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Underquoting Changes: Infolio’s View

17 March, 2016 / Category: Blog

Underquoting Changes: Infolio’s View banner image
You can feel it. The pain, the disappointment – it’s palpable. The hammer goes down, the property is sold – and would-be buyers are disappointed and upset. As professional buyer advocates, the Infolio Property team attend auctions each week to represent and acquire homes on behalf of our clients. For those (unfortunately, many) punters who come to an auction full of hope – but lacking in market knowledge – listed quotes that don’t reflect the property’s ultimate selling price only serves to rub salt into their wounds.

In response to consumers’ concern over rising property markets, the Victorian Government and the REIV have decided to tackle to the perceived problem of underquoting with amendments to legislation governing quoting practices. These changes include the provision of fact sheets for buyers which feature comparable sales, the median price for the suburb and the agent’s estimated sale price for the property. If an agent receives a written offer that is higher than their current advertised or estimated price, this revision must also be provided. The phrases ‘offers over’ and ‘price plus’ are no longer allowed: selling prices are to be provided as a single figure or a price range (which must fall within 10 percent or the upper and lower end).

That’s all well and good, but will these changes to the way that agents quote property to the market actually change anything? It’s unlikely, when the real issue at hand is property scarcity, growing population and an Australian population in love with property acquisition. On average, it takes the professional advocates at Infolio 90 days to purchase property successfully for a client: working to their brief, inspecting properties that hit the market and match this brief daily, negotiating to a successful outcome within budget. If the matter of purchasing property were easy, we’d be out of a job.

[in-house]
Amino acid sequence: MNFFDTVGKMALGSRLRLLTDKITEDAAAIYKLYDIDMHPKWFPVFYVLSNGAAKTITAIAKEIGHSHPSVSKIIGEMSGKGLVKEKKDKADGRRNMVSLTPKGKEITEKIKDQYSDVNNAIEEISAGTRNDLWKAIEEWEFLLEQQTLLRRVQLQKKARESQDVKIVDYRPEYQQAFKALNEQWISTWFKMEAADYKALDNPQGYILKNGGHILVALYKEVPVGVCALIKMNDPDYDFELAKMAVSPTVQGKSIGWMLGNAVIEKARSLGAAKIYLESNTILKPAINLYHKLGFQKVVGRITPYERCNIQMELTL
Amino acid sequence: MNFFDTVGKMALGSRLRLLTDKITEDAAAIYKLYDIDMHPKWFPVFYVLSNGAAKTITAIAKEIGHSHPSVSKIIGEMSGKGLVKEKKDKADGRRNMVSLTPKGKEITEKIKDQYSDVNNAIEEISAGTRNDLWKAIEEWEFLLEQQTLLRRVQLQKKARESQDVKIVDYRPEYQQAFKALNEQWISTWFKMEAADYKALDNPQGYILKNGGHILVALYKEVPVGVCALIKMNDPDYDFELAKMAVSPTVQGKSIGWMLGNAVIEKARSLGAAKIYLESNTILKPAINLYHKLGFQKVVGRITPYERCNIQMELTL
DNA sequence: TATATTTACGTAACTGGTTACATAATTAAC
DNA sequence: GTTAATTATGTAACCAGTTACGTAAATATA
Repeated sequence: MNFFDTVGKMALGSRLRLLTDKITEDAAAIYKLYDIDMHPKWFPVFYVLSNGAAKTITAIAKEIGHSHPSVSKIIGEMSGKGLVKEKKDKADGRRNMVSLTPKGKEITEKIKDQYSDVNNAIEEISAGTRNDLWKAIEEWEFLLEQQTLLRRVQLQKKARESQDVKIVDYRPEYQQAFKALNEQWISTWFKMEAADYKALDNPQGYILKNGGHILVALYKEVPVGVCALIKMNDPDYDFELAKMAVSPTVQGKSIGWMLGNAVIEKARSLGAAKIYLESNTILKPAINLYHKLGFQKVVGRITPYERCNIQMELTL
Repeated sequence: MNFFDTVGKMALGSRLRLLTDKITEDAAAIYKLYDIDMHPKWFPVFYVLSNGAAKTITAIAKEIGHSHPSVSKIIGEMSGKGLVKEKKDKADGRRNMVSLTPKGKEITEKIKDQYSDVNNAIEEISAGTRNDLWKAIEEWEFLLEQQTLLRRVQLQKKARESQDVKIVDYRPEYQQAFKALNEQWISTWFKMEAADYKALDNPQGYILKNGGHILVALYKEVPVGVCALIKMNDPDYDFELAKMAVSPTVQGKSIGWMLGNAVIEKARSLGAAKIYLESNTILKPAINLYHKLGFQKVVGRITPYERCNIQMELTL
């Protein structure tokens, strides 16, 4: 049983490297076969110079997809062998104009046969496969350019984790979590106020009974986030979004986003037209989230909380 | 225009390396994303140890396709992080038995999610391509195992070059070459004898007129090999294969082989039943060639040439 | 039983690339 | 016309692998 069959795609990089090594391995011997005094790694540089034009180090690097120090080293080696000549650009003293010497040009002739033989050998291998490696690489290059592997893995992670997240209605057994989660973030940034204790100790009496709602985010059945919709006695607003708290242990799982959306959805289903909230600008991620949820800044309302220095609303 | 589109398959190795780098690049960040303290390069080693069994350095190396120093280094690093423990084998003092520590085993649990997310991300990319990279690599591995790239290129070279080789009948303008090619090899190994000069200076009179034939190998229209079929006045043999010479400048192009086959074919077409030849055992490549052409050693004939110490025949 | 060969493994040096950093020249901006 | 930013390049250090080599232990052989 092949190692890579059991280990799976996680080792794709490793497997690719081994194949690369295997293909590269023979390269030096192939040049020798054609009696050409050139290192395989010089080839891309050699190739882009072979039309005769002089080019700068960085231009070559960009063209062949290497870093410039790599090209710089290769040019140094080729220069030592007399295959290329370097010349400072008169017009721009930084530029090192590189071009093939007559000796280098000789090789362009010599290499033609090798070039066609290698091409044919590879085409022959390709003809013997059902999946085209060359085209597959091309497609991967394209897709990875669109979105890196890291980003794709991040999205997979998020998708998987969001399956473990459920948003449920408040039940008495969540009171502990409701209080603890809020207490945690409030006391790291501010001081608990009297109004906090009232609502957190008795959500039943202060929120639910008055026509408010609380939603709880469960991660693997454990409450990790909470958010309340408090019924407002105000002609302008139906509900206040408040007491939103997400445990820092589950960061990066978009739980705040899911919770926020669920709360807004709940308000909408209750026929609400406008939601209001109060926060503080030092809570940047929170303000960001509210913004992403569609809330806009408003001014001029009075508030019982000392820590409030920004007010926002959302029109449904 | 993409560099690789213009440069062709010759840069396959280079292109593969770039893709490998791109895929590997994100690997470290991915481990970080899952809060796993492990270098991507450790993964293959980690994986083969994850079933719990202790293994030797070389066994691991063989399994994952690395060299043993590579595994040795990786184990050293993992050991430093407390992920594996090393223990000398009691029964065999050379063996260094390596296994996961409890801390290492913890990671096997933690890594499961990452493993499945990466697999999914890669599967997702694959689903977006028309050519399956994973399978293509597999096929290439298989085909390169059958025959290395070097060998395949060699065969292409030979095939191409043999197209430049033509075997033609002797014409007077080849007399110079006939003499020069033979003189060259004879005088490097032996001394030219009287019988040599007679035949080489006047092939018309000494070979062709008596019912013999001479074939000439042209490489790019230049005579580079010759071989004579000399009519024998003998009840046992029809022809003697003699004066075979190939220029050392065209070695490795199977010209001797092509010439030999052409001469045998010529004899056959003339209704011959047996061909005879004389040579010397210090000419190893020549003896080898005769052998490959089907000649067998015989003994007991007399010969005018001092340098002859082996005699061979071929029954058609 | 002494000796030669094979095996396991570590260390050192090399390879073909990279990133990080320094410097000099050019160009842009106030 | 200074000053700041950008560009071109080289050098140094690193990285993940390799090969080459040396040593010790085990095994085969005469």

It’s incumbent on all buyers to educate themselves about the property market they intend on purchasing within, inspecting properties, attending auctions and following sales results to get a handle on value. Regardless of quoting practices used by agencies, this thorough research is a non-negotiable. It’s a process which must include comparing properties on their attributes: their size and location. By doing your due diligence, the fear of overpaying or underquoting as a sales technique is made null and void. Once educated, you can happily go to auction or a private negotiation room with the knowledge of a property’s true value.  You then won’t feel disappointed and vitriolic if a property sells for above the maximum amount you might pay for it. 

The best outcome of the proposed changes to price quoting? That buyers will acknowledge their responsibility to educate themselves. I hope this means no more disappointment and anger at auctions, and that buyers will be inspecting and purchasing homes that genuinely match their budget and brief.  I don’t truly think we’ll see any major difference to how things translate on auction day. In essence, if you undertake appropriate research into values, you should feel confident to purchase property. If competition means that a property achieves new records under auction, then the auction method of selling has worked and the agent cannot be penalised for market forces. Education is empowerment: the time to learn for buyers has begun. 

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